2016 Update: We still stand by the advice in this post, but you may also want to check out our latest discussion of whether you can be friends with your secretary.
Can you be friends with your secretary? We got this e-mail from Reader A and it raises a lot of interesting questions, such as how to treat your assistants, how to behave in a male-dominated field where you’re one of the only women who isn’t a secretary, and so forth….
I’m wondering how one is friendly with colleagues at work without becoming friends with colleagues at work. I’m an attorney and have recently moved to a firm where I’m the only female attorney, and the staff is comprised almost entirely of women. I was warned in a joking manner by one of the partners when taking the job to beware – previous female attorneys at the firm have fallen victim to being ‘friends’ with staff (regular lunches, after-work drinks, etc) and then later suffer the wrath should someone need to be called on the carpet for job performance or with claims of favoritism.
So far, I’ve gone to lunch with only a couple of people who have initiated the invitation, and I avoid discussing others in the office and steer conversation away from that topic. However, I plan on being here a long time, and I wonder if you or your readers have insight that might help me or have found themselves in similar situations.
Right? Great e-mail. So far, what reader A is doing sounds great to us. Here are some further tips:
- There’s nothing wrong with finding a friend who happens to be a staffer. Like our advice for dating at the office a few weeks ago, though, we would not recommend looking for a best friend at the office (really, among the staffers or elsewhere). Aim for collegiality. You’re all in this together, and you all have your own jobs to do, and it’s often best if emotions are kept out of it. Friendship can be harder with people you supervise directly — it’s important to see both their skills and weaknesses as clearly as possible, so you can compensate and better manage, either by delegating things in certain respects, or knowing to phrase your requests in a certain way.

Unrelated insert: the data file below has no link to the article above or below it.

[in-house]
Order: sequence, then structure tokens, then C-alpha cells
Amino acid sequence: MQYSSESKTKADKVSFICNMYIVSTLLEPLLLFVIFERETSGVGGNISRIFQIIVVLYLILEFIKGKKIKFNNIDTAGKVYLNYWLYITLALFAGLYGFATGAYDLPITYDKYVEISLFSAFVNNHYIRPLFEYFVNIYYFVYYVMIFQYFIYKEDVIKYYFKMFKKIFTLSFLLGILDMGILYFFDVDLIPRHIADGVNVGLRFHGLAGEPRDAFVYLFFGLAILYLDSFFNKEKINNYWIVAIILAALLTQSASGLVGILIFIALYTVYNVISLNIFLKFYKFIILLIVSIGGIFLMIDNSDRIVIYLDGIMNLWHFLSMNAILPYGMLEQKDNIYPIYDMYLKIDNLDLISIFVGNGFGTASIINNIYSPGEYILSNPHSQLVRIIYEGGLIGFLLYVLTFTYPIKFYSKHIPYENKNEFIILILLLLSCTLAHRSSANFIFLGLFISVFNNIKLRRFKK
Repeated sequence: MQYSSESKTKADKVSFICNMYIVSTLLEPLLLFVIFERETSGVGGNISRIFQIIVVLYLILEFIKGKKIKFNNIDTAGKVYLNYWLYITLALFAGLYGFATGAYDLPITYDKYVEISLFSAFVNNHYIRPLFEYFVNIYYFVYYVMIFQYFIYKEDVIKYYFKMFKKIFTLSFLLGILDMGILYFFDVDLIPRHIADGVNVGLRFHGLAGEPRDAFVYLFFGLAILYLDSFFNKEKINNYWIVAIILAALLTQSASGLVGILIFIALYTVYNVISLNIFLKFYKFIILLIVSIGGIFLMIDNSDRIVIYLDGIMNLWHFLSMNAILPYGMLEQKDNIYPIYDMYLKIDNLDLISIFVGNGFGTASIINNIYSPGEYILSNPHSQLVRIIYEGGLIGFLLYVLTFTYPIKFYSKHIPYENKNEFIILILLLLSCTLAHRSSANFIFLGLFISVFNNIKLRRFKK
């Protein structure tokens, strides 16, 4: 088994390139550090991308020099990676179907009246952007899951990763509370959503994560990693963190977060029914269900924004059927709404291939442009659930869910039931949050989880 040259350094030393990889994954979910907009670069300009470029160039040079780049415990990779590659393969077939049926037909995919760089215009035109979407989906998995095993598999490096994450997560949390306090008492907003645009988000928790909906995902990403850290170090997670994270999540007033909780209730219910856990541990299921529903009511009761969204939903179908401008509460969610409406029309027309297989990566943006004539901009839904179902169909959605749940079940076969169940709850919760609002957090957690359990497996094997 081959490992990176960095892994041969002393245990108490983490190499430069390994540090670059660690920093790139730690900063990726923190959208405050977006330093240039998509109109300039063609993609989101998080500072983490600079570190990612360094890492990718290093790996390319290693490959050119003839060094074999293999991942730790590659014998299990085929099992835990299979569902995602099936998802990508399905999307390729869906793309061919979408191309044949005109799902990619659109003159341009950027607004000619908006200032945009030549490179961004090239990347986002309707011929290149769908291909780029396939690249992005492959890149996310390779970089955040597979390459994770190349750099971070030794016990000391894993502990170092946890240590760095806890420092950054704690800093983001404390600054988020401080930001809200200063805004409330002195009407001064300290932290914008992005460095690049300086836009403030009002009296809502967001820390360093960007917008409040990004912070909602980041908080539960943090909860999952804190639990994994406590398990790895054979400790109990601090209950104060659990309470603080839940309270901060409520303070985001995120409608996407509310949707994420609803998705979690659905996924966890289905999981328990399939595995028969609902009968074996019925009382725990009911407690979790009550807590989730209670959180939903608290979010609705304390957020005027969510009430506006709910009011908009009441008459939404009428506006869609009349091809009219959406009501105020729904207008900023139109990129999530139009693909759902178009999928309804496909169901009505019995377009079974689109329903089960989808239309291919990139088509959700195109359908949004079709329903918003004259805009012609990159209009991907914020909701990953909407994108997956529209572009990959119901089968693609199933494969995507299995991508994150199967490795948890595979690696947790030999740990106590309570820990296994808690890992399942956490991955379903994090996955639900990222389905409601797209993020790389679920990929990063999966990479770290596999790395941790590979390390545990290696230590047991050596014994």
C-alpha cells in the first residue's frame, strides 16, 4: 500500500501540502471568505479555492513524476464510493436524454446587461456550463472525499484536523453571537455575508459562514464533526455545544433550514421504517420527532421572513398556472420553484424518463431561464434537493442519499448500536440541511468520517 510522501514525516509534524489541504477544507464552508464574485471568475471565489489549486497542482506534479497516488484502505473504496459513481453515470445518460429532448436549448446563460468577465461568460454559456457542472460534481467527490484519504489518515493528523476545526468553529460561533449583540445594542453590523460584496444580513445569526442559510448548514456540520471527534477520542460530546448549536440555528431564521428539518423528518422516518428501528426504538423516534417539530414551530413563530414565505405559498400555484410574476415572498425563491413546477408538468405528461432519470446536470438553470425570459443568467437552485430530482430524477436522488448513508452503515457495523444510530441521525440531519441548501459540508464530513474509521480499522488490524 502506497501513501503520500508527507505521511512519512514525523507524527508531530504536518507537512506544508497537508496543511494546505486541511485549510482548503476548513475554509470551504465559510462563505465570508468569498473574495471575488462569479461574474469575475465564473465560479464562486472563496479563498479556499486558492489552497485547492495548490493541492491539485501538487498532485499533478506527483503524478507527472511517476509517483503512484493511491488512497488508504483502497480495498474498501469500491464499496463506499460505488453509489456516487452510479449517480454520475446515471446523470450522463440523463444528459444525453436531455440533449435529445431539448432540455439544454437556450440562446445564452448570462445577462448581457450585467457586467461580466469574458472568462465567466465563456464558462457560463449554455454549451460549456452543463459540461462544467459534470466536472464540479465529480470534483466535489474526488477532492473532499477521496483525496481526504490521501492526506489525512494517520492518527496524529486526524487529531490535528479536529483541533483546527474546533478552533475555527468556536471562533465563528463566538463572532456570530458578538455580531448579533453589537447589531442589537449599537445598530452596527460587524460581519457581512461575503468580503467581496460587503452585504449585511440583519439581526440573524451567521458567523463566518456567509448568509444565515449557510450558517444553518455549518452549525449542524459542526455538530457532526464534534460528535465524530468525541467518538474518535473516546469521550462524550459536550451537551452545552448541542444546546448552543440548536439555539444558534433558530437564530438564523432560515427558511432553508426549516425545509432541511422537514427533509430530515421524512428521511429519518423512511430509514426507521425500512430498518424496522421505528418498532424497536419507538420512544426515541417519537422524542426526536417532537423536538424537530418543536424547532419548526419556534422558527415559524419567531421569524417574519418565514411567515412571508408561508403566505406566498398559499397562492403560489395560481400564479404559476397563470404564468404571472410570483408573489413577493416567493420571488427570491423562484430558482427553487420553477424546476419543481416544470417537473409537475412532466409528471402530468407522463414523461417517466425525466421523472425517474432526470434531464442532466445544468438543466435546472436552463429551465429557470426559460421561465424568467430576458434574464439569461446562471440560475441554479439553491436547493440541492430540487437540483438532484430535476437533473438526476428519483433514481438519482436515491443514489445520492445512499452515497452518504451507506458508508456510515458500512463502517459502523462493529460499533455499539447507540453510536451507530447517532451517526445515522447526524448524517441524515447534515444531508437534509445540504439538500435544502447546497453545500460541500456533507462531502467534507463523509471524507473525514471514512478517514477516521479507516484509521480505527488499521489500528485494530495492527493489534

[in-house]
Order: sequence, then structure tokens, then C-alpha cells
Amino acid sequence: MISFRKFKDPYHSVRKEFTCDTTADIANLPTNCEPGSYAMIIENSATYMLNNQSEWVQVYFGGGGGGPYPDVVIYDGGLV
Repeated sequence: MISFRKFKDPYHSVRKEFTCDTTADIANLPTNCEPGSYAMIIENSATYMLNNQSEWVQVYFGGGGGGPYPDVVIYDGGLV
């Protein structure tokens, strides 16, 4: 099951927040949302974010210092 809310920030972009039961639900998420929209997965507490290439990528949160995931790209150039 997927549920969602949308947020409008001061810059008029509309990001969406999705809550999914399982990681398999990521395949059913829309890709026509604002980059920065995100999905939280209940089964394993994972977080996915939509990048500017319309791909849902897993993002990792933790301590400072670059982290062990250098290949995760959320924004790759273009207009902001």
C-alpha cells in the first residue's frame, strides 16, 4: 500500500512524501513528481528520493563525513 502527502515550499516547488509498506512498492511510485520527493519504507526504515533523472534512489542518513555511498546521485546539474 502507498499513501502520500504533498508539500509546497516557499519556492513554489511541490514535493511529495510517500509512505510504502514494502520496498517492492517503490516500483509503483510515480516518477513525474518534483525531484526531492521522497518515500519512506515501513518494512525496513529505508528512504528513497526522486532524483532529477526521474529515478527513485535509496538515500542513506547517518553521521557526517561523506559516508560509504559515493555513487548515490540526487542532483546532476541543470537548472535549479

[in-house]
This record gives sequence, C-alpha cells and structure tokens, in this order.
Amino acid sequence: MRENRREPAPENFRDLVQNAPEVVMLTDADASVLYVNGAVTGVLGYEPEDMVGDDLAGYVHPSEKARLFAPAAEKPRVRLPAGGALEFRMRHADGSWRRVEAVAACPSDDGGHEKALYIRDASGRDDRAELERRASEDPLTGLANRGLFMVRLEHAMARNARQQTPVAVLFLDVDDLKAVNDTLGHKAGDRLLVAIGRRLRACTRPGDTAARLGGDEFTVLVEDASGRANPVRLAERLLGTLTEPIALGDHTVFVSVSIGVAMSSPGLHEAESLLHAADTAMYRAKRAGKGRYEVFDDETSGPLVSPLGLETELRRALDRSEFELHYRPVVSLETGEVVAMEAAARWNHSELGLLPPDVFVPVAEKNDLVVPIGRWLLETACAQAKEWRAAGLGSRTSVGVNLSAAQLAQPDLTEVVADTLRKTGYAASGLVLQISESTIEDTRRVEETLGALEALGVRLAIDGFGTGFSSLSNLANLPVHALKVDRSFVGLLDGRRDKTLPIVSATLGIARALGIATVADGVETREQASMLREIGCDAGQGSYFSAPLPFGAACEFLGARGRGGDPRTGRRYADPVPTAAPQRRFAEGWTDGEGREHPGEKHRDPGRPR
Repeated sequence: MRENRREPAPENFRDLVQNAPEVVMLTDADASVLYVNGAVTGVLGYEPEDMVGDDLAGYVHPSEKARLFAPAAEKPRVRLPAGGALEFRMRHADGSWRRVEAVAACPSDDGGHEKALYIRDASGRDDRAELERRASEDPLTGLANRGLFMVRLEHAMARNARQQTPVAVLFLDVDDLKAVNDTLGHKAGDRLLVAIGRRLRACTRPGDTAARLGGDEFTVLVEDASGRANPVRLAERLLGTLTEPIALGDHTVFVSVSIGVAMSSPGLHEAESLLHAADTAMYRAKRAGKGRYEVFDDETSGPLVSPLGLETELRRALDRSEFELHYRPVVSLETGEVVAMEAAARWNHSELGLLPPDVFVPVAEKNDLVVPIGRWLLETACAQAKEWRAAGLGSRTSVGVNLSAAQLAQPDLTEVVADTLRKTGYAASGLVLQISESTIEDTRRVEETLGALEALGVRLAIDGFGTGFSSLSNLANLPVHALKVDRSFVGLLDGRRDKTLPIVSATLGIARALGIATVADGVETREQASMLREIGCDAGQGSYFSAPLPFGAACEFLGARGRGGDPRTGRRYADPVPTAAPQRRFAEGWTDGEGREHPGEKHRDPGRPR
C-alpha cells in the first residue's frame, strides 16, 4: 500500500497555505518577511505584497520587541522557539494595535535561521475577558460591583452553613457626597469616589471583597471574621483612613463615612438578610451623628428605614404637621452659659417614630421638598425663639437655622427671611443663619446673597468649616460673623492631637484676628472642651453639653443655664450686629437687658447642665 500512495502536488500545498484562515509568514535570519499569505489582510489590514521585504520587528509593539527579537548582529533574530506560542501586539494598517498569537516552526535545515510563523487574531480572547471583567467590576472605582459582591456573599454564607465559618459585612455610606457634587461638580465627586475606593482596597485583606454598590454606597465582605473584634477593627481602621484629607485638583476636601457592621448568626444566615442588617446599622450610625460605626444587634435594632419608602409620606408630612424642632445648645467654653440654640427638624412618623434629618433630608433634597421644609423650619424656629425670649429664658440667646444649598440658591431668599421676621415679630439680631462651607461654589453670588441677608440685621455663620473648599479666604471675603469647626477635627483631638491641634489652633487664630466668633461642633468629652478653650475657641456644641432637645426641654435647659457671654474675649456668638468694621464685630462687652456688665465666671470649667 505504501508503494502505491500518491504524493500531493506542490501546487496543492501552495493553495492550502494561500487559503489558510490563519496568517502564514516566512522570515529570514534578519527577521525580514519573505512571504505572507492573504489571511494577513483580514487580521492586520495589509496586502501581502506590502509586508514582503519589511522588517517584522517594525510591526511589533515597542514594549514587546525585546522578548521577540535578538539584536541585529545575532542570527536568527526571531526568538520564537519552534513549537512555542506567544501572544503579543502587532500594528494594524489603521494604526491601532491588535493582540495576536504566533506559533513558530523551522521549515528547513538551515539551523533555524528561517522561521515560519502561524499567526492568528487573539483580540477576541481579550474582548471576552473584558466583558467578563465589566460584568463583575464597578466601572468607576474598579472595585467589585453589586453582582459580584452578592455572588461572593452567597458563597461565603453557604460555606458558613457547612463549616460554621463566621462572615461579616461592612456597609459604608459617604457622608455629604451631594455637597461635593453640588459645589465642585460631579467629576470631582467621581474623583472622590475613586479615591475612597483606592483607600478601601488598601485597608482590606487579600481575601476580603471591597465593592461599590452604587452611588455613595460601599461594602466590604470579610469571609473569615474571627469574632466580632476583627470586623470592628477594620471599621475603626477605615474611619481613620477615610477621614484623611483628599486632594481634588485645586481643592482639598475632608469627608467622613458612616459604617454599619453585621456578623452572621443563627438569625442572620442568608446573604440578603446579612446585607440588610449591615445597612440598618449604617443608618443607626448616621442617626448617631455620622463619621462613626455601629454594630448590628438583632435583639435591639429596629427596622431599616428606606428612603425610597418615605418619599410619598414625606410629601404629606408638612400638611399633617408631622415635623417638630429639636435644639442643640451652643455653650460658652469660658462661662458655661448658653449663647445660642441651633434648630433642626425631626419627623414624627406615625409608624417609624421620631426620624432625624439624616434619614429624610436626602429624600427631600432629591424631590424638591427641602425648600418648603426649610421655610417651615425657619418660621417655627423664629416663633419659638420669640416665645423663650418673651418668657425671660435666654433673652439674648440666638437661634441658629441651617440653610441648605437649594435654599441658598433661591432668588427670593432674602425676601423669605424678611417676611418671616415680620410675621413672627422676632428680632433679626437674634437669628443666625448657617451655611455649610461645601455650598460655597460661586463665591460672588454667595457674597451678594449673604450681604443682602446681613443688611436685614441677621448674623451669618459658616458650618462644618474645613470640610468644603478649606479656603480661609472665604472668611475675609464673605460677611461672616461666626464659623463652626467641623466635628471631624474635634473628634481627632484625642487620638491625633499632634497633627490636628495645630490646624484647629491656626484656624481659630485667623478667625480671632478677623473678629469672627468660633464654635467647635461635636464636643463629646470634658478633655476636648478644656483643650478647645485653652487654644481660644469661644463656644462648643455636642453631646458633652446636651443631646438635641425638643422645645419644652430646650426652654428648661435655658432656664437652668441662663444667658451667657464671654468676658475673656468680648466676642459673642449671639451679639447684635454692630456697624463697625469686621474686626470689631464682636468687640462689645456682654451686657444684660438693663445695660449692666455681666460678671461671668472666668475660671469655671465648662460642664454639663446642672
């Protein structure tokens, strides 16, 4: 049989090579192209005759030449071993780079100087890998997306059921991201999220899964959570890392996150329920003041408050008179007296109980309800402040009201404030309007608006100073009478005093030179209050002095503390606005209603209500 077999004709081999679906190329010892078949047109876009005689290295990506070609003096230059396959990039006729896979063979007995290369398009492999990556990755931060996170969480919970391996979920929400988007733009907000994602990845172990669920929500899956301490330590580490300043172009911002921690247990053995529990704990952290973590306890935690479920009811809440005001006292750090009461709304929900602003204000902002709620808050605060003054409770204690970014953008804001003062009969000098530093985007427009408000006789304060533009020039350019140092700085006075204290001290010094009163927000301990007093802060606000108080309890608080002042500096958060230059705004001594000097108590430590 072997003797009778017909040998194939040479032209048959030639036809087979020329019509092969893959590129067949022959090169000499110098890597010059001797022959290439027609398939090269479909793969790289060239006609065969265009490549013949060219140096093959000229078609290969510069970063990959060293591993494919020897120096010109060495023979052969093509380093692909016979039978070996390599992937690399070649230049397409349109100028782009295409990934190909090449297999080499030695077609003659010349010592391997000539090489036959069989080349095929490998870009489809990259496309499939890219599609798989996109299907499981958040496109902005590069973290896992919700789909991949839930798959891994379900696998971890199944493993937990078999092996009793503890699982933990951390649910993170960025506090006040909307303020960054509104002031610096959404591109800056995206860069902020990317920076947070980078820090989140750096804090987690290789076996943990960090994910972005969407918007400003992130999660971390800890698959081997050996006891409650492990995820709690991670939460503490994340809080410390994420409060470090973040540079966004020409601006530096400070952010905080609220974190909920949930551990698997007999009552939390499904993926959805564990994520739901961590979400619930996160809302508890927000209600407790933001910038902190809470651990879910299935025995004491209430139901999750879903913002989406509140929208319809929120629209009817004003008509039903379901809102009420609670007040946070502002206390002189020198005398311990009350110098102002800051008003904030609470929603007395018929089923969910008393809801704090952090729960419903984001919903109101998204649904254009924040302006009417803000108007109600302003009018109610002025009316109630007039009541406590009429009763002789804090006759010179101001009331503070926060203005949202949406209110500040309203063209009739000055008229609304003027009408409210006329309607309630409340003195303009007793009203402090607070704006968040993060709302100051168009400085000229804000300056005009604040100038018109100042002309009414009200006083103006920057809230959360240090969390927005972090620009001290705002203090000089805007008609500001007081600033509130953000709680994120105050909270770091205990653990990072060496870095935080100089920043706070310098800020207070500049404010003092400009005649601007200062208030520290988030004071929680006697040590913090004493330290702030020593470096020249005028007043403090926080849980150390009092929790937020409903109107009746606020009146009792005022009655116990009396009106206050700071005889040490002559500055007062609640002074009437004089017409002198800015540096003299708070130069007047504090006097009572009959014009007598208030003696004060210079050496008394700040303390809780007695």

- If you are the only female supervisor you have to recognize that they’re going to be looking at you completely differently. What you wear? Open fodder for discussion. How you act? It’s likely to be subjected to some judgy attitudes — e.g., if you don’t cheerfully smile you’ll be branded a bitch; if you don’t act grateful then you’ll be seen as too good for yourself. You have to walk a delicate line. Be friendly and, importantly, be cheerful whenever possible. Remember details about the staffers you work with as carefully as you would remember the details about a superior — the names of their children, their husbands, their pets — these are important things. But: be careful about partaking in activities that your male colleagues are not partaking in. Skip the manicures, girl’s night drinks, or any sort of bakery circle. Our reader is particularly very smart to avoid the gossip.
- Age differences can be even weirder with staffers. Do your best as a manager to treat everyone the same, regardless. We’ve had assistants who were just out of college, and we’ve had some who were old enough to be our mother. Try not to treat the young’uns in a mothering way, and if your assistant is older than you don’t let her treat you in that way (i.e., tidying your office if it isn’t part of her regular list of tasks).
- Seek alliances where possible. With everything above said, recognize that there are likely some very powerful women among the staffers. Perhaps they’ve been there 20 years and everyone looks to them for how to act and what to say. Perhaps they’re the top partner’s assistant and they have his ear. Either way — if they’re the one asking you to a manicure, you might want to accept.
Readers, what are your thoughts? What’s your best advice for dealing with staffers and assistants, whether you’re the only female lawyer on staff or not?